Alton Meister

Cornell University

June 1, 1922 - April 6, 1995

Scientific Discipline: Biochemistry
Membership Type:
Member (elected 1969)

Biochemist Alton Meister’s research on amino acid metabolism and the synthesis of peptide bonds contributed to our understanding of the human immune system.  His early studies dealt primarily with the enzymatic decarboxylation of aspartic acid and glutamic acid.  He proposed a new mechanism for the biosynthesis of glutamine involving a specific carboxylic acid intermediate, and from it was able to determine the mechanism of action of the methionine sulfoxime enzyme involved in the process.  His other significant findings included the crystallization of L-amino acid oxidase, the development of a gas-liquid chromatography method for the determination of amino acids, and most importantly, his extensive research on the amino acid compound glutathione.  Meister discovered that glutathione (a compound containing the amino acids cysteine, glycine, and glutamic acid) prevented cells from oxidizing by bonding the cysteine’s thiol (S-H) group with the incoming oxygen atoms.  When he noticed that individuals infected with the AIDS virus had lower levels of glutathione, he incorporated the amino acid compound into a drug to treat the virus.  Although this wasn’t an absolute cure for the AIDS virus, it established a more complete understanding of the immune system that laid the foundation for the treatment of AIDS.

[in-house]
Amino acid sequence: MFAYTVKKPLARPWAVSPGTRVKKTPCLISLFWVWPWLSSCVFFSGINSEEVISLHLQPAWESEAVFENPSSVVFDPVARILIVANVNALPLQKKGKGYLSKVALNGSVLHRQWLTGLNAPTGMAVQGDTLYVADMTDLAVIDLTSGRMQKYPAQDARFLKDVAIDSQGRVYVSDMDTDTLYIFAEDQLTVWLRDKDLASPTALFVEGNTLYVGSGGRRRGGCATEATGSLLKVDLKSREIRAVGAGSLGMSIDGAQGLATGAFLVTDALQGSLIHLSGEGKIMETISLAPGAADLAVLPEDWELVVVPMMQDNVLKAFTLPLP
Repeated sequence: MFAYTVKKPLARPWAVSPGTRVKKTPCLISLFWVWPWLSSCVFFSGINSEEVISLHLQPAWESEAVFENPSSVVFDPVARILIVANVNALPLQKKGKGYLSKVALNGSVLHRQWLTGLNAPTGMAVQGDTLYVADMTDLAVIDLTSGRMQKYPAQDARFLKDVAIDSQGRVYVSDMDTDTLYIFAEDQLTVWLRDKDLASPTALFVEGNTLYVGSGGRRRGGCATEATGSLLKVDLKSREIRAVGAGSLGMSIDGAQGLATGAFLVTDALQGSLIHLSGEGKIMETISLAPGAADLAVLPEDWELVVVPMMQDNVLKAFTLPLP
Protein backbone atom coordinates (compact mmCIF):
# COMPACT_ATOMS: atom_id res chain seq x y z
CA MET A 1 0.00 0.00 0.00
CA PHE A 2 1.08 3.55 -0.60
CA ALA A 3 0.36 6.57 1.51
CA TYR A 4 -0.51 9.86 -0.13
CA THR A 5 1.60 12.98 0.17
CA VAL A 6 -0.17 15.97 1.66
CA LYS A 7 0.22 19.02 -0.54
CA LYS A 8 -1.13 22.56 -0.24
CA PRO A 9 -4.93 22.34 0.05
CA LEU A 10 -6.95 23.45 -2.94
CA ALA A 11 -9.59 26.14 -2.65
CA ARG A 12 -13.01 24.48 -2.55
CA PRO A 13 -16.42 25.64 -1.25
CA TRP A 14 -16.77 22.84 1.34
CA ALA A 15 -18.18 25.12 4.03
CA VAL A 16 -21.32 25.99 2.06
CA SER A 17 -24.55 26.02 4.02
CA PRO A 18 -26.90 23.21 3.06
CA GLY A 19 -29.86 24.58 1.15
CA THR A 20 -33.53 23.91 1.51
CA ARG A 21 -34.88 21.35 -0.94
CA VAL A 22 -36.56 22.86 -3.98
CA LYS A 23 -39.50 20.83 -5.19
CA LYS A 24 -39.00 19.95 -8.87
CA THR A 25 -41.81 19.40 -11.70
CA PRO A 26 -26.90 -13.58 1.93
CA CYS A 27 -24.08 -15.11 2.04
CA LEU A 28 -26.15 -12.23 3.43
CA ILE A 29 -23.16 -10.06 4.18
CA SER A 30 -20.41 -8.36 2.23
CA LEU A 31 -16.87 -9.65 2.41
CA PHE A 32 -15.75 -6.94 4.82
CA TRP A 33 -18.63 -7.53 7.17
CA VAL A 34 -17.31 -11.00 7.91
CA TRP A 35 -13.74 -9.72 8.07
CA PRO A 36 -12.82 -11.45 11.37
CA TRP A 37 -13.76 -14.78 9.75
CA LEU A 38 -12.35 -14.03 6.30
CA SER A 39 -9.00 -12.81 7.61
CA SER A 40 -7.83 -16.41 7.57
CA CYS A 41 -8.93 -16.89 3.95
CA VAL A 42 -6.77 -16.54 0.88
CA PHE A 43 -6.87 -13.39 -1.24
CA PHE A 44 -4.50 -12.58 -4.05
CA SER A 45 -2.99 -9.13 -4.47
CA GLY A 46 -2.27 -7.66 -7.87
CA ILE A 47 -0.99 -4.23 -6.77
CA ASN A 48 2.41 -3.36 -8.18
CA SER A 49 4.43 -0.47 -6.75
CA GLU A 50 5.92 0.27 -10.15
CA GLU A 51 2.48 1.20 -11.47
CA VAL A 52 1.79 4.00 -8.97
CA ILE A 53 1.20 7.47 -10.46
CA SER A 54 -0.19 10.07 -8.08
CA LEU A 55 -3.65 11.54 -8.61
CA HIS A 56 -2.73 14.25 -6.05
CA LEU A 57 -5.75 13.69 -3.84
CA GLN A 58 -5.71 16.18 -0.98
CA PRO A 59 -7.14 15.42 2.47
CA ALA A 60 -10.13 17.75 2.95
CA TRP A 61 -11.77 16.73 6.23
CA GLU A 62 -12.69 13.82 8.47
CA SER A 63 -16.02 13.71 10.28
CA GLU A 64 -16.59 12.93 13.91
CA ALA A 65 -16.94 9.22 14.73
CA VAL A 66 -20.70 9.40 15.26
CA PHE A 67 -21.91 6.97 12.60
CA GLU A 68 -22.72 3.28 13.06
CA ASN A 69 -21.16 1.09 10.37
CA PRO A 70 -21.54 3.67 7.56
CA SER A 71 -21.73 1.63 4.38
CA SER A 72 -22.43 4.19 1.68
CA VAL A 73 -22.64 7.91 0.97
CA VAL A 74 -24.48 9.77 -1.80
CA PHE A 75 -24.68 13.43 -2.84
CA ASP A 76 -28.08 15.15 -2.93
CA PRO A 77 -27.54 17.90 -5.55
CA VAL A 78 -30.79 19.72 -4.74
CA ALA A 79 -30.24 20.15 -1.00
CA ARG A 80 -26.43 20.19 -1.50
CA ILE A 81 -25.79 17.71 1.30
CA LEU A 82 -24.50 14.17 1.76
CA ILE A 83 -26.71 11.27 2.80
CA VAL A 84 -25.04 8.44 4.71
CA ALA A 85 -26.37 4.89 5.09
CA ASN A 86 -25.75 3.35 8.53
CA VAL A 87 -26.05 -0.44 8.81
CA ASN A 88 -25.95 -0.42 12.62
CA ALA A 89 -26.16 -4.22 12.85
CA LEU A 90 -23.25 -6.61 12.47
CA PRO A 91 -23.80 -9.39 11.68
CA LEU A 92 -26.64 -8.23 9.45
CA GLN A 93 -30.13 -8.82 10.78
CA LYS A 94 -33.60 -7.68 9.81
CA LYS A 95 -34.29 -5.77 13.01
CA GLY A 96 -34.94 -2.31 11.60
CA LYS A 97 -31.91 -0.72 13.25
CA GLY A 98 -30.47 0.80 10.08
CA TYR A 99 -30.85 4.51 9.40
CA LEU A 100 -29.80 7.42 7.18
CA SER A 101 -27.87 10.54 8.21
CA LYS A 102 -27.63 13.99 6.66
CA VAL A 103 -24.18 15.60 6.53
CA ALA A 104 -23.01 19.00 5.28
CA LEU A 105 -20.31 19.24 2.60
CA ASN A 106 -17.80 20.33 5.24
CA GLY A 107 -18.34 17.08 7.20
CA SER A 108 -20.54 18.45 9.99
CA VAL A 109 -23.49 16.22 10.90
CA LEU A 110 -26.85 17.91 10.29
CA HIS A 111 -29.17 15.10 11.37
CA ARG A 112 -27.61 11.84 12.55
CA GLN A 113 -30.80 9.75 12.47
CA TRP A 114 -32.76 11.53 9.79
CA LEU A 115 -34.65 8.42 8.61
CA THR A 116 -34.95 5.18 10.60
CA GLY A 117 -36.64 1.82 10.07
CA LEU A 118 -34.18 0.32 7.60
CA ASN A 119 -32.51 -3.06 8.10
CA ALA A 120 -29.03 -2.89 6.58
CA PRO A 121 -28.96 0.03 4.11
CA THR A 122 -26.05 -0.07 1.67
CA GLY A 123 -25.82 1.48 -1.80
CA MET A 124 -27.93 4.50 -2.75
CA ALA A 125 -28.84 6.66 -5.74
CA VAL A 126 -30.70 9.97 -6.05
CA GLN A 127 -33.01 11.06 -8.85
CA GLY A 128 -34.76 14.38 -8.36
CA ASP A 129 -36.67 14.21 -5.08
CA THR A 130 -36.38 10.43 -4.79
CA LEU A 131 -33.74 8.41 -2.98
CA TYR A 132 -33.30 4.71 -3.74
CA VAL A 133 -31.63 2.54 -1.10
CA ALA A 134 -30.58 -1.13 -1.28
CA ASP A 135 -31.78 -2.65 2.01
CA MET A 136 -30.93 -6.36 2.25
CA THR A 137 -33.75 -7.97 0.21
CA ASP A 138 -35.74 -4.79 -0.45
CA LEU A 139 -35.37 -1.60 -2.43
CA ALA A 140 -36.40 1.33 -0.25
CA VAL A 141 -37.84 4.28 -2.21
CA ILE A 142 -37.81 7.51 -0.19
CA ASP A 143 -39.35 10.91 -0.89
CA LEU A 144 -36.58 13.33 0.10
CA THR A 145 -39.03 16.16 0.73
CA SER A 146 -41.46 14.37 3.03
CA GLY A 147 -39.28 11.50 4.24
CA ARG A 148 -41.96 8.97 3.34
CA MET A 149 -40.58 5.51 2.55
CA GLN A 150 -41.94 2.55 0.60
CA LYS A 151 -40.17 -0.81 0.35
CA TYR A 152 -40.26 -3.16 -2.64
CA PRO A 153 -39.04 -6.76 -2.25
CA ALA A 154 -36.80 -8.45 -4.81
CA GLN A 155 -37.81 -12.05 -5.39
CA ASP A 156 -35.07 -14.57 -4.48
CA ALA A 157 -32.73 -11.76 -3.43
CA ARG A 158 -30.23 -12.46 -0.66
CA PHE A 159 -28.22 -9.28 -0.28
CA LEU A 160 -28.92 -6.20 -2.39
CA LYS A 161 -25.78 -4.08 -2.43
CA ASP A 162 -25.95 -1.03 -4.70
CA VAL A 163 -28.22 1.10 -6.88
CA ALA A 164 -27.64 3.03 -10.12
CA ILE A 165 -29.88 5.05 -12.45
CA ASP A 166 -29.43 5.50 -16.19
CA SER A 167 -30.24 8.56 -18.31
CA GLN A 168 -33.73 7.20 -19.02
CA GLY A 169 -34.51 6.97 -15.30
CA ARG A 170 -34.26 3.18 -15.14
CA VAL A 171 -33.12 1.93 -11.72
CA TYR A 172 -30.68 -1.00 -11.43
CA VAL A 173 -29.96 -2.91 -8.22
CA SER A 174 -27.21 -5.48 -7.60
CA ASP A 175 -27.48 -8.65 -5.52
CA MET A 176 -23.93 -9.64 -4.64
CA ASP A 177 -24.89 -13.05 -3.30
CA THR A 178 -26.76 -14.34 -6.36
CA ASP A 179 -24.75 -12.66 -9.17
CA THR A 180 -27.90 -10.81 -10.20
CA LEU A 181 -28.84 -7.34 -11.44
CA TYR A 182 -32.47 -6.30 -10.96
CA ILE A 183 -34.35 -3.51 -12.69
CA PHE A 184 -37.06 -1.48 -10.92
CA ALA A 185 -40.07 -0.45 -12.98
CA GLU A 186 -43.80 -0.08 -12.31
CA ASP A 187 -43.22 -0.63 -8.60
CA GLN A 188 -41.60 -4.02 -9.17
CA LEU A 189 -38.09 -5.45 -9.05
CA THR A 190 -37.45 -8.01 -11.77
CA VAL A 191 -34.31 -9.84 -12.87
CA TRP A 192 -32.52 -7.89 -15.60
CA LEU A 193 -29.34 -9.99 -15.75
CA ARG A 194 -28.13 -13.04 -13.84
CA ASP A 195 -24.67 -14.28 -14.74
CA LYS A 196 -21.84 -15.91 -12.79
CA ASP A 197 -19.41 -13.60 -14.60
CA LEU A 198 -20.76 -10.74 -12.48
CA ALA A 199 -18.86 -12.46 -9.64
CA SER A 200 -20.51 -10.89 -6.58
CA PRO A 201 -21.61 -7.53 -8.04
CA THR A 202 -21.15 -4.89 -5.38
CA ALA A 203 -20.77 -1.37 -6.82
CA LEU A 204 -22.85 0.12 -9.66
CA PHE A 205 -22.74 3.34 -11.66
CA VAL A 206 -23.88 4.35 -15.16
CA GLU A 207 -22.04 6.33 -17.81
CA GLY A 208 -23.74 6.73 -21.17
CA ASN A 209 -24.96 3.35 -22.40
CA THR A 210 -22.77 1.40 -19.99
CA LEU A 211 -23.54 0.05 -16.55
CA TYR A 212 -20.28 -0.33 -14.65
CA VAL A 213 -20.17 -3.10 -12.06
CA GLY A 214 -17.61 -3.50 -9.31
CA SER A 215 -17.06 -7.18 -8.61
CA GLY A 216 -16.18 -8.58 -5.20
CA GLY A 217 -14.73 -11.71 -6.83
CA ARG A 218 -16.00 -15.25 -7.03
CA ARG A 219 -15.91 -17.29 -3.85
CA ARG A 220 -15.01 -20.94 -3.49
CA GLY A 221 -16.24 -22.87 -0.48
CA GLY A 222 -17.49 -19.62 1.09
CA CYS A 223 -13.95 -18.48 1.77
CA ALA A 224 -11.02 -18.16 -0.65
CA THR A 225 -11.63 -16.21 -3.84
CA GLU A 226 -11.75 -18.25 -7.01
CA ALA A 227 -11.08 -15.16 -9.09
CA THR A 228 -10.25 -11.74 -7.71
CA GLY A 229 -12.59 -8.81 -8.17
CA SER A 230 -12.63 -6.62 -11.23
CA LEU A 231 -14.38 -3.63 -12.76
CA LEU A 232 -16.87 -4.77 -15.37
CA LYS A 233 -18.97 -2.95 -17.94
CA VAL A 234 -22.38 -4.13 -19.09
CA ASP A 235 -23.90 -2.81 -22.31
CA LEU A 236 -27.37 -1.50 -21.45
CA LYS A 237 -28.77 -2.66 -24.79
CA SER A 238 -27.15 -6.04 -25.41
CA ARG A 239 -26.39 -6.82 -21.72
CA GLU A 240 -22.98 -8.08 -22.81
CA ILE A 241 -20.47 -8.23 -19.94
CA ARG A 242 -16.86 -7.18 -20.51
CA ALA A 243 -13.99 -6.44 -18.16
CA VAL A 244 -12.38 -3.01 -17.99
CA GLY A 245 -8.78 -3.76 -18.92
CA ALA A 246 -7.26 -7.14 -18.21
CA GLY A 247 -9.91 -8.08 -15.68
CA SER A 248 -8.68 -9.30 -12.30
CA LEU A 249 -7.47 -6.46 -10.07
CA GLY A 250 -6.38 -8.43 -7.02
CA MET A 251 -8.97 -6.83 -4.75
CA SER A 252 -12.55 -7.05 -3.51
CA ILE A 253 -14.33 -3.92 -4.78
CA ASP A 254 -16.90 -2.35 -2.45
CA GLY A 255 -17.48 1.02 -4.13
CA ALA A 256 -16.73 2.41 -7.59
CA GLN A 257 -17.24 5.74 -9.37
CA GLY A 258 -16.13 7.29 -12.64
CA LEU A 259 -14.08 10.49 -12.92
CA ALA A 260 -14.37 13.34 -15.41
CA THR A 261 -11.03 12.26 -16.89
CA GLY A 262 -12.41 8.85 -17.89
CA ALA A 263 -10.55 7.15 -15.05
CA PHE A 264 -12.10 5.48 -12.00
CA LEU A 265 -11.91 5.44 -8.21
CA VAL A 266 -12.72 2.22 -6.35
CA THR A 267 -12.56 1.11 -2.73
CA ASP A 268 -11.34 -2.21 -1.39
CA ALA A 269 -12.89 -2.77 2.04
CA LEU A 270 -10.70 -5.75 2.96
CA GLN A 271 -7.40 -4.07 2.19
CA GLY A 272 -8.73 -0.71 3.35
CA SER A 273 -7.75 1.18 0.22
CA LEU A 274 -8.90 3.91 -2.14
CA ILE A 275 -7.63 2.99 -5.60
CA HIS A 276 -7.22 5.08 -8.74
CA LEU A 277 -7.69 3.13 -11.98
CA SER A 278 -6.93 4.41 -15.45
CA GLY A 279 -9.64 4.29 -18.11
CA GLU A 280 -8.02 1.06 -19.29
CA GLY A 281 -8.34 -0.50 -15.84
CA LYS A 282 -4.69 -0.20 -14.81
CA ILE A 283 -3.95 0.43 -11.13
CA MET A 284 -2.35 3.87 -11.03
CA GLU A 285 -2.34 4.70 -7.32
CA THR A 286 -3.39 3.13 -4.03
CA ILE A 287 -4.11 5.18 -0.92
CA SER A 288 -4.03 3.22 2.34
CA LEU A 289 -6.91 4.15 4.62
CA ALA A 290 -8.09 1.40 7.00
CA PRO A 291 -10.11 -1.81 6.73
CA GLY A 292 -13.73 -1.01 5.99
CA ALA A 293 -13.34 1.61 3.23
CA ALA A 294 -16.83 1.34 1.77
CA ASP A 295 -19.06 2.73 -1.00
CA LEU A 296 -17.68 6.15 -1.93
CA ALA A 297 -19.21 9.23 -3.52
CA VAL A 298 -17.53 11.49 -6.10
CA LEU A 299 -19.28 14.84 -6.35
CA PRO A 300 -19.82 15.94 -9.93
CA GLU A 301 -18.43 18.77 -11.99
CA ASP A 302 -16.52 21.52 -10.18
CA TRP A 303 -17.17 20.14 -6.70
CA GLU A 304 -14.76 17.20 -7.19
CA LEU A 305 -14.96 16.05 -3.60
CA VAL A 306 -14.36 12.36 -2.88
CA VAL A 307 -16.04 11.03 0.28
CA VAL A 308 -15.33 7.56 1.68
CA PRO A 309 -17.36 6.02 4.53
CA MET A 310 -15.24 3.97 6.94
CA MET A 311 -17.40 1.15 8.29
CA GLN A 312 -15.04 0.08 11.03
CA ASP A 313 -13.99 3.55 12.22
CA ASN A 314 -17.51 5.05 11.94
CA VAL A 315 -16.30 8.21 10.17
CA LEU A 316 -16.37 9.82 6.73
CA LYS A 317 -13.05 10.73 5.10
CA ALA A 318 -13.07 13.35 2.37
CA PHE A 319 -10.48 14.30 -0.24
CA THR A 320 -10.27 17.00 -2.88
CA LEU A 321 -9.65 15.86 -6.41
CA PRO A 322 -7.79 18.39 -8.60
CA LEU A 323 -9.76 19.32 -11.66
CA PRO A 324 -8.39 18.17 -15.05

Meister graduated from Harvard University with a B.S. degree in 1942 and received his medical degree from Cornell University Medical College three years later.  He served as chairman of the college’s biochemistry department for almost 35 years.  In 1947, he became a research investigator at the National Institutes of Health in Maryland.  After eight years, he was appointed the head of the Clinical Biomedical Research Section of the Laboratory of Biochemistry for the institution’s National Cancer Institute.  Meister ended his research career in 1955 to become a professor and chairman of the biochemistry department at Tufts University School of Medicine.  In 1967, he accepted the same position at his alma mater.  He then became the biochemist-in-chief for the New York Hospital at the Cornell Medical Center in 1971, and he remained there until his retirement.  He was a member of the American Society of Biological Chemists (he served as president from 1977 to 1978), the American Chemical Society (ACS), the Society for Experimental Biology and Medicine, and several other scientific organizations.  For his innovative research in biochemistry, Meister was the recipient of the Paul Lewis Award in Enzyme Chemistry from ACS in 1954, the Founder’s Award from the Chemical Industry Institute of Toxicology in 1985, and (among many others) the Merit Award from the National Institutes of Health in 1987.

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